Malibu conference on Europe sees threats in ‘multiculturalism’


It was a beautiful Sunday in Malibu, but the 300 people gathered at a Pepperdine University hilltop building had little time to appreciate the sparkling Pacific Ocean.

The scholars, journalists and concerned citizens were there for a conference whose title could hardly be weightier or more ominous: “The Collapse of Europe, the Rise of Islam, and the Consequences for the United States.”

“We did not come here to declare the demise of Europe, whose strength is vital to the future of Western civilization,” said Avi Davis, coordinator of the June 10-11 meeting and executive director of the recently founded American Freedom Alliance, which seeks to promote freedom of conscience among people of faith.

However, Davis and most of the speakers clearly meant “to raise a red flag that in its present state, Europe is too exhausted, too uncertain of its future and too unwilling to defend its basic values against Islamic insurgency.”

Describing the conference as the most concerted intellectual effort to address this perceived danger, Davis said that the venue on the U.S. West Coast indicated that “Europeans either think there is no problem or are fearful of addressing it.”

Instead, impressive numbers of European writers and thinkers from Britain, France, Germany, Holland, Belgium, Switzerland and Austria, who seek to “awaken” their countrymen, traveled to Malibu to join their like-minded American colleagues.

At just one of the 15 sessions, titled “Eurabia: Is Muslim Domination of Europe Inevitable?” the panelists included Ayaan Hirsi Ali, a native of Somalia, former Dutch Parliament member and fervent critic of Islam’s treatment of women; Henryk Broder, an influential German Jewish journalist and author of “Hurray — We Surrender,” and Dutch filmmaker Leon de Winter.

They were joined by Americans Daniel Pipes, director of the Middle East Forum, and Gregory M. Davis, documentary film producer and author of “Religion of Peace?”

Among other well-known speakers at the conference were talk show hosts Hugh Hewitt and Dennis Prager, columnist Mark Steyn and professor James Q. Wilson of Harvard, UCLA and Pepperdine University.

While the “Eurabia” panelists did not give up Europe for lost, their indictments of the Continent’s alleged spinelessness and inaction in the face of escalating Islamic immigration, birthrate and militancy pointed to grave dangers ahead.

According to statistics presented in the conference source book, there are now 6 million Muslims in France, 3 million in Germany and 1 million in both Spain and Holland.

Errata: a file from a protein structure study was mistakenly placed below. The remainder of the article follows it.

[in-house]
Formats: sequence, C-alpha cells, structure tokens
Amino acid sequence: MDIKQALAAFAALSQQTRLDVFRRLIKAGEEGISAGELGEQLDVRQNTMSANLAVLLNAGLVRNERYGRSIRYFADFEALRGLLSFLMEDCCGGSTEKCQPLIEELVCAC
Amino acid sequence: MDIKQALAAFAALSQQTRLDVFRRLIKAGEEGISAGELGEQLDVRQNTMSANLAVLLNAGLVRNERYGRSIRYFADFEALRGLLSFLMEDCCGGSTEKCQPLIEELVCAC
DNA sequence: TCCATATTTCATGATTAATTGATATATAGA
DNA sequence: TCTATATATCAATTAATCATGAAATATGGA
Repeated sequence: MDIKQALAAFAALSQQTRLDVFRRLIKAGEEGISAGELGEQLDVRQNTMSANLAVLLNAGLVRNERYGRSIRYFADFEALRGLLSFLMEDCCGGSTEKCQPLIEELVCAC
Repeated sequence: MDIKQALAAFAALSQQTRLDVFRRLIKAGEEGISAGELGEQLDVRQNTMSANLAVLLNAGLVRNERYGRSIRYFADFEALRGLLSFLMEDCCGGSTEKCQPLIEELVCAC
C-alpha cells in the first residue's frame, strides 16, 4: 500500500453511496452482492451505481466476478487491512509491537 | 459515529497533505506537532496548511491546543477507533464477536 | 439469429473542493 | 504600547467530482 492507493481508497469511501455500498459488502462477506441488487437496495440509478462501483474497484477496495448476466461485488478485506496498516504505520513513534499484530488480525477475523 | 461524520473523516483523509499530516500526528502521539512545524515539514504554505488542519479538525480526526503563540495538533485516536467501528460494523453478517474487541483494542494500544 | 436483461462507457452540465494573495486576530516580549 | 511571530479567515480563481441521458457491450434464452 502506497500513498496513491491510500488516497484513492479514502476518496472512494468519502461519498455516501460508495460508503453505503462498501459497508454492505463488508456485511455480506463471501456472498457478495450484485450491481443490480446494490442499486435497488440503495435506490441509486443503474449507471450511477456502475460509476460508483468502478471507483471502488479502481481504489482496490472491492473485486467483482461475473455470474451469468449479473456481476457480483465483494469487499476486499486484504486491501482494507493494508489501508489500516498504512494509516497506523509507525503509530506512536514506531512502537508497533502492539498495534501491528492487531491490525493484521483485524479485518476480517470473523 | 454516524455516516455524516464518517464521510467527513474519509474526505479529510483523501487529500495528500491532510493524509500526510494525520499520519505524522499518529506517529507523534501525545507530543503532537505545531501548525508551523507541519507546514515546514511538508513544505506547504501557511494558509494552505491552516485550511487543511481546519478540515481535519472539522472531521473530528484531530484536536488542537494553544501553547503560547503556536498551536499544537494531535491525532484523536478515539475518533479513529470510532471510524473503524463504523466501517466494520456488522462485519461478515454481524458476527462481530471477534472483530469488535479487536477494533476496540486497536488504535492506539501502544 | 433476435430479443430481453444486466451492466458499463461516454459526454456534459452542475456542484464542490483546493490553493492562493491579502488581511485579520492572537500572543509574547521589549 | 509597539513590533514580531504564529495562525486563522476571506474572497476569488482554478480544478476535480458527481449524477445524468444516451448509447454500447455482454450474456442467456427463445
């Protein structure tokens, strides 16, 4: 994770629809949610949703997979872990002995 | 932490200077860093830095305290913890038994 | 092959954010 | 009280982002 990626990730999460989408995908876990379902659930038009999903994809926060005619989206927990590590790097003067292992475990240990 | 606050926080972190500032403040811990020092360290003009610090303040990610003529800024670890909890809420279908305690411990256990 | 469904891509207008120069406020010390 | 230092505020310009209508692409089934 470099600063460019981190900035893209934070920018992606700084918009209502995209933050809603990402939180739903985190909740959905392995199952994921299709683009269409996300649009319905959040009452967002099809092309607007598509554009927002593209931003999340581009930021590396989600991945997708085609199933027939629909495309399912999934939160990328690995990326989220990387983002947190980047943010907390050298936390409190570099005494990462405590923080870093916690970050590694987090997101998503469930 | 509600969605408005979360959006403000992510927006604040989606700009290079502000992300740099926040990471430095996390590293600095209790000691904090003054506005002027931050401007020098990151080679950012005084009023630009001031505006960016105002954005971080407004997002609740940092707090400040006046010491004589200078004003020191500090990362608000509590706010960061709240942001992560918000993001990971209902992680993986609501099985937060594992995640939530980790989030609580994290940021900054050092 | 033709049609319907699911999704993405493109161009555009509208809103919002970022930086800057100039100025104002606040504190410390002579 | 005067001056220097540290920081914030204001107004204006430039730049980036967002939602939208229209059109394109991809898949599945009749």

A main culprit in the eyes of most speakers is “multiculturalism” taken to an extreme, in which the self-labeled “victim” is always right, and any criticism of Islamic beliefs or demands is politically incorrect.

“It is a fallacy of multiculturalism that all cultures are equally valuable and must be preserved,” Hirsi Ali declared.

“Whether Muslims will take over Europe will depend on how far we let them go,” Broder observed. “But most [Europeans] don’t know what to do. They prefer capitulation to action.”

Such inertia is due to Europe’s loss of confidence in itself, various speakers agreed, and in a later session, Claire Berlinski, author of “Menace in Europe,” blamed two main factors. One reason is the catastrophic bloodletting of the two world wars; a second is “the death of Christianity,” Berlinski said.

“Christianity gave a framework to European life, and nothing has replaced it,” she said. “Today, less than 10 percent of Europeans are Christian believers and more British people know about Britney Spears than Jesus Christ.”

A recurrent analogy at the meeting was between European appeasement of Nazism in the 1930s and the current lack of resolve to confront radical Islam.

Judging from the question-and-answer exchanges, audience members warmly agreed with the speakers’ viewpoints or found them not forceful enough, but organizer Davis rejected labeling participants as right wing or intolerant.

“We have been occasionally attacked as neocons or even racists, but that is simply not the case,” he said. “This is an academic conference, and we have both liberal and conservative participants.”

“Criticizing another religion is a sensitive issue, but we must break this taboo when our values and traditions are under assault,” Davis emphasized. “We are absolutely committed to freedom of conscience and inquiry.”

The American Freedom Alliance and its associated Council for Democracy and Tolerance plan a follow-up conference in November in Washington, D.C., focusing on the political and legal aspects of the European situation.

Next April or May, a further meeting is expected to be held in a European capital.

For more information, visit http://www.americanfreedomalliance.org

A Voice of Democracy Where None Exists


Tashbih Sayyed believes in democracy as a way of life. He can be counted among the few Muslims in America who believe that modernism, free-thinking and education are keys to rid Muslims from the morass of extremism.

Sayyed was the keynote speaker at a two-hour discussion on the Middle East crisis during a July 27 Laguna Beach Havurah gathering at a private residence in Monarch Bay.

The discussion, organized by Rabbi Stuart Altshuler, head of Congregation Eilat in Mission Viejo, explored ideas and exchanged views on how to tackle the growing fanaticism in Islam and how to alert the Muslim world that their biggest enemies — imams and emirs — lie within.

“I have to challenge the enemy of Muslims, the enemy of Islam, who is also the enemy of Israel and enemy of [the] USA,” said Sayyed, who once served in Pakistan’s government and is now editor of Pakistan Today.

Sayyed also blamed the United States and its Western partners for installing corrupt dictators in the Islamic world and giving them billions of dollars in aid.

Due to a lack of education and social services in the Middle East, according to Sayyed, Arab and Muslims are trying to qualify for eternity by doing what they determined to be God’s work, which is to make war on those who ignore or question divine authority.